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Matching Dissertation Grant Reports – K.M. Rowley

Posted on March 26, 2018

 – NEWSLETTER REPORT

Name of Investigators: K. Michael Rowley, BS, BA, Advisor: Kornelia Kulig, PT, PhD, FAPTA

Name of Grant: Interfering with conscious motor processing during dynamic balance: Investigating persons with and without recurrent low back pain

The International Society of Biomechanics’ Matching Dissertation Grant was used to investigate the effects of dual-task interference on trunk control during a dynamic unstable balance task in participants with and without recurrent low back pain (LBP). Associations between these effects and psychometric and motor control measures were tested in order to better our understanding of interactions between cognition, posture, and a history of pain.

Twenty-one participants with recurrent low back pain and twenty-two pain-free control participants were recruited and tested. First, the balance-dexterity task was characterized by investigating associations between task performance, trunk coordination, and various electromyographic and psychometric measures. Then, groups were compared. Persons with a history of low back pain exhibited reduced trunk coupling – meaning more dissociated or independent motion of the thorax and pelvis segments. This reduced trunk coupling was associated with the ratio of lumbar multifidus activation to lumbar erector spinae activation. In pain-free control participants, there was no uniform change in trunk coupling from single- to dual-task conditions – some participants became more tightly coupled in the trunk and some increased independent motion of the trunk segments (less coupling). Participants with recurrent low back pain, however, showed a uniform increase in trunk coupling from single- to dual-task conditions.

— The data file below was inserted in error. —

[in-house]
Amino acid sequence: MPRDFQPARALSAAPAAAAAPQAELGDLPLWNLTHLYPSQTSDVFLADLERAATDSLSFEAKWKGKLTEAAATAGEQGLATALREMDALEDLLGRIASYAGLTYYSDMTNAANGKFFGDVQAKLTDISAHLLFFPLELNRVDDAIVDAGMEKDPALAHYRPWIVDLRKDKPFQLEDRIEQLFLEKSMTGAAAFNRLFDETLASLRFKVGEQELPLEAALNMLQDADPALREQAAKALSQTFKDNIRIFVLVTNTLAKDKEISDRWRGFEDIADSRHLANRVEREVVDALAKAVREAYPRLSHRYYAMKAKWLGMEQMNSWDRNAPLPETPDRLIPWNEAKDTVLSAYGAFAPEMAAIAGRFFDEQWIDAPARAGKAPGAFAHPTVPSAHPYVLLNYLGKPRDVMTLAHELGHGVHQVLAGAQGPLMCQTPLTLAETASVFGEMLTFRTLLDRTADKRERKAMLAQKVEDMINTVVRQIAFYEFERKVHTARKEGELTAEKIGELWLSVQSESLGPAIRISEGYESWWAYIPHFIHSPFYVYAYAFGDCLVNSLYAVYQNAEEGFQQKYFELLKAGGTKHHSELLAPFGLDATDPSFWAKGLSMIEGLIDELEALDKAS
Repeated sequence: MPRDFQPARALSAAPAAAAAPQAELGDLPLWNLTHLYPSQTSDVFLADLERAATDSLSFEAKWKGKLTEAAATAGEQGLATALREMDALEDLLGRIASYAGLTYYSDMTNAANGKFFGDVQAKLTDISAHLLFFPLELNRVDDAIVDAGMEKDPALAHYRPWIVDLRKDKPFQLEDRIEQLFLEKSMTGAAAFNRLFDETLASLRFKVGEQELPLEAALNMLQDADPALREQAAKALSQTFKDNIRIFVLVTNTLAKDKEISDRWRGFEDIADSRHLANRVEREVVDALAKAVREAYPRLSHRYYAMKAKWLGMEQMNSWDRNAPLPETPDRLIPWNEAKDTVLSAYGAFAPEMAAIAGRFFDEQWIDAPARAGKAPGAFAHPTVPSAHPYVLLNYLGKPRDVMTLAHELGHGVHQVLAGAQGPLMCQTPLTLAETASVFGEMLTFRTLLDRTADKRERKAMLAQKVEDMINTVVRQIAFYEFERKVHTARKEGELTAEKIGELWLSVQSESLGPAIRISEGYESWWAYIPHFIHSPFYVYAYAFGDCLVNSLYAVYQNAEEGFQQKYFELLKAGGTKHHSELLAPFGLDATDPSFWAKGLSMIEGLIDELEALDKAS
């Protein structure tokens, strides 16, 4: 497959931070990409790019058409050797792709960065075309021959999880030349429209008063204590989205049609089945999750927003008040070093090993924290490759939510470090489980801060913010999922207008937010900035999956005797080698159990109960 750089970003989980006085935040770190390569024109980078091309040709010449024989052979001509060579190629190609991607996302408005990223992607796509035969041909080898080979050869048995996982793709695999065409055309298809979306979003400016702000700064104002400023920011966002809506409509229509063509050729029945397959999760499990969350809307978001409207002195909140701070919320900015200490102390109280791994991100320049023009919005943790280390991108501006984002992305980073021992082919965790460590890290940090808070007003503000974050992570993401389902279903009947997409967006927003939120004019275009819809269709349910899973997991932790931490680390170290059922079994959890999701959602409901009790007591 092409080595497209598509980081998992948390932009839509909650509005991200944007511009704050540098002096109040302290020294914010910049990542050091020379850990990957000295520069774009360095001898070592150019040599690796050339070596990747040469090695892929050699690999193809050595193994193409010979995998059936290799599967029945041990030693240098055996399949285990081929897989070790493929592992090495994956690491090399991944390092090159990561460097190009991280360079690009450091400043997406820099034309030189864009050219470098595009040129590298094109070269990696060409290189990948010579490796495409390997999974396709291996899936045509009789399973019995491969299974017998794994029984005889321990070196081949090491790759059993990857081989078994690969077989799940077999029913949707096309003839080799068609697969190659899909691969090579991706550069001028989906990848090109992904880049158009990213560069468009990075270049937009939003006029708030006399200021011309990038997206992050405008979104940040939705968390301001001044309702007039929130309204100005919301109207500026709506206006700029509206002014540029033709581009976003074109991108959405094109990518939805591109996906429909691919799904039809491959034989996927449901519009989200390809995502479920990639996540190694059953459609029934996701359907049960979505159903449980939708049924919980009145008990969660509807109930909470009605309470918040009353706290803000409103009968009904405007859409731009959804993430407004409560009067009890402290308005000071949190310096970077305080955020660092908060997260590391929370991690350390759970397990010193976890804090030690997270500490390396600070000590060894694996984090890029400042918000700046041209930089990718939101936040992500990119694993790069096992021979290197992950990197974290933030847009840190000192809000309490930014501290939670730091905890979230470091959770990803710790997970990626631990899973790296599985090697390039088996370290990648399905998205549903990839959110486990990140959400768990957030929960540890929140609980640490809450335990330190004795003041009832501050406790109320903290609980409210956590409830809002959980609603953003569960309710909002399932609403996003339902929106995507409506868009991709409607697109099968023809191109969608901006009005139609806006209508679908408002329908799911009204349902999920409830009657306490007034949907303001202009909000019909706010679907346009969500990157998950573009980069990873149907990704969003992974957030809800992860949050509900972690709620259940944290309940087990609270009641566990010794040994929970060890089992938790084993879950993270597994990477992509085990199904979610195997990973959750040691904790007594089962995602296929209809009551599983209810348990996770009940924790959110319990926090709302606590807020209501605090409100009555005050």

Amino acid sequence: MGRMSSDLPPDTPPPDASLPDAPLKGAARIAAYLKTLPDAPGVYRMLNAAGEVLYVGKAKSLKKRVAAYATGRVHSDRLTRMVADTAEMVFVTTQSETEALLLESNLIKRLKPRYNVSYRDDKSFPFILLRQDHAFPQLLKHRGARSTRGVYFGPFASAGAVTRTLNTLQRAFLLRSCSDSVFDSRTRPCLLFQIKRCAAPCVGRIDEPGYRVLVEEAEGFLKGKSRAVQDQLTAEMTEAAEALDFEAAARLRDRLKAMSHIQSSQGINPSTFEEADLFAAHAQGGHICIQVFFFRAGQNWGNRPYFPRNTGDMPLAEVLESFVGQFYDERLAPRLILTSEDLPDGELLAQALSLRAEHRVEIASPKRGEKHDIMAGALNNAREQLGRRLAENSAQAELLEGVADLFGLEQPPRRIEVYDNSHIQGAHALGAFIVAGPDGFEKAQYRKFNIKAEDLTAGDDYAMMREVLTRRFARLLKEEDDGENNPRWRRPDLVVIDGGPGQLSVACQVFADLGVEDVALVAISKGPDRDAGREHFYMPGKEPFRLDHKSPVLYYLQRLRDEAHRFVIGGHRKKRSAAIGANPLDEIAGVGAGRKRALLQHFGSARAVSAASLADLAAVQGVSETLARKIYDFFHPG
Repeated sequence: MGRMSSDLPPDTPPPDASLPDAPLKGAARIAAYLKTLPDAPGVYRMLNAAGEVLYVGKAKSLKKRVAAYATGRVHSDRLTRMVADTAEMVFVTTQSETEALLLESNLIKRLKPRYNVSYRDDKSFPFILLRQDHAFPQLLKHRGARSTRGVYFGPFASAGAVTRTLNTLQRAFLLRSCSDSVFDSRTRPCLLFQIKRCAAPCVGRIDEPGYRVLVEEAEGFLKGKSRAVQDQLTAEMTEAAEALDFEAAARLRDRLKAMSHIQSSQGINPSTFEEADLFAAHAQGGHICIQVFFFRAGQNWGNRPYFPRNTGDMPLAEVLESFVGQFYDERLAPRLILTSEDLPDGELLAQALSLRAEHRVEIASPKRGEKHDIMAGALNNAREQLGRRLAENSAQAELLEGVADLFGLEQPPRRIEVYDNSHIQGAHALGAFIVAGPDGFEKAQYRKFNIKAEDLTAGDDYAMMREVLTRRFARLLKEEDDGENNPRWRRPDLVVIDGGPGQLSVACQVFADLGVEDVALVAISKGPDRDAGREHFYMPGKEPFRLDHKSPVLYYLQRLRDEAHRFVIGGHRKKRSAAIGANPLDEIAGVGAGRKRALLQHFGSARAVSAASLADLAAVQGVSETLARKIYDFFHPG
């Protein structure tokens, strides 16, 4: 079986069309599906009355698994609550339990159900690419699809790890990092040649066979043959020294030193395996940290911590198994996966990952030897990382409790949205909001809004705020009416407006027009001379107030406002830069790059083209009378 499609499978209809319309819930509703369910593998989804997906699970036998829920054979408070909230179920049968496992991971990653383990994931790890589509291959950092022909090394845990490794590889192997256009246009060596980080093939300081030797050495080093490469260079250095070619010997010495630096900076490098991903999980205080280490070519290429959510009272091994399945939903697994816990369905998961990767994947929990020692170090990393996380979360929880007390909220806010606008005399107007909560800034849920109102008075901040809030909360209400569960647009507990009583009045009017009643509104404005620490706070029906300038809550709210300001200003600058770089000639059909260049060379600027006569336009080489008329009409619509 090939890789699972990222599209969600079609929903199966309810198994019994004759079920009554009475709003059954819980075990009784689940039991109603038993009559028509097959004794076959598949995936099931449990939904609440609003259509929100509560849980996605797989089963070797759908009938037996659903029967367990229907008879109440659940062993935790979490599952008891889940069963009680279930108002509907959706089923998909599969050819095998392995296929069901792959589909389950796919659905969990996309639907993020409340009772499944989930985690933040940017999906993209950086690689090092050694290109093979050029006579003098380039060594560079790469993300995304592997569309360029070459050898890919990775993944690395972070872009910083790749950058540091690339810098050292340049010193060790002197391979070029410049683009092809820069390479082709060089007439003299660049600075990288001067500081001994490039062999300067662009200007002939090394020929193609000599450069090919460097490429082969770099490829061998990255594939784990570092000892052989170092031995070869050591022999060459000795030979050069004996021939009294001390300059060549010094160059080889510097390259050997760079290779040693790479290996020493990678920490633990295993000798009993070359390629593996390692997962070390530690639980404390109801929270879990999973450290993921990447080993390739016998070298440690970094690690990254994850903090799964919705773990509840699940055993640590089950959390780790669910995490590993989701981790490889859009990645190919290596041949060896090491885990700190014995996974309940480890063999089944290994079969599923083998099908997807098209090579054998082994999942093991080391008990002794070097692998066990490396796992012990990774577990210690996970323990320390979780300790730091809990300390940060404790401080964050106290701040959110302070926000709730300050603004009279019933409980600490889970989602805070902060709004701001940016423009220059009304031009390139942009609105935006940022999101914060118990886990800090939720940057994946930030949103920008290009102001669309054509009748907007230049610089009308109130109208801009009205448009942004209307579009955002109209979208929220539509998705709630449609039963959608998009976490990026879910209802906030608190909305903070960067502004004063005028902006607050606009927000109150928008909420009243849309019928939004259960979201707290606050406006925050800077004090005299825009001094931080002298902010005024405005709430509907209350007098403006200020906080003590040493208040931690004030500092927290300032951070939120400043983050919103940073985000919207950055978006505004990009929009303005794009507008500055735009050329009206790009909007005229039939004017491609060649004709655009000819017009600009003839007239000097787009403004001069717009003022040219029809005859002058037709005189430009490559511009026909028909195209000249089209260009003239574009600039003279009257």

These findings will support the use of the balance-dexterity task in clinical and research evaluations of trunk control. In addition, the findings are important for informing rehabilitation given that dual-tasking is often prescribed during rehab to practice real-life situations. Findings from continued work on this study will help us learn more about interactions between attention, psychometric measures, and motor control measures in patients with recurrent low back pain. Understanding these interactions will enhance multi-modal treatments, which up until now have been marginally successful.

I am very grateful to the International Society of Biomechanics for the support in completing this dissertation.

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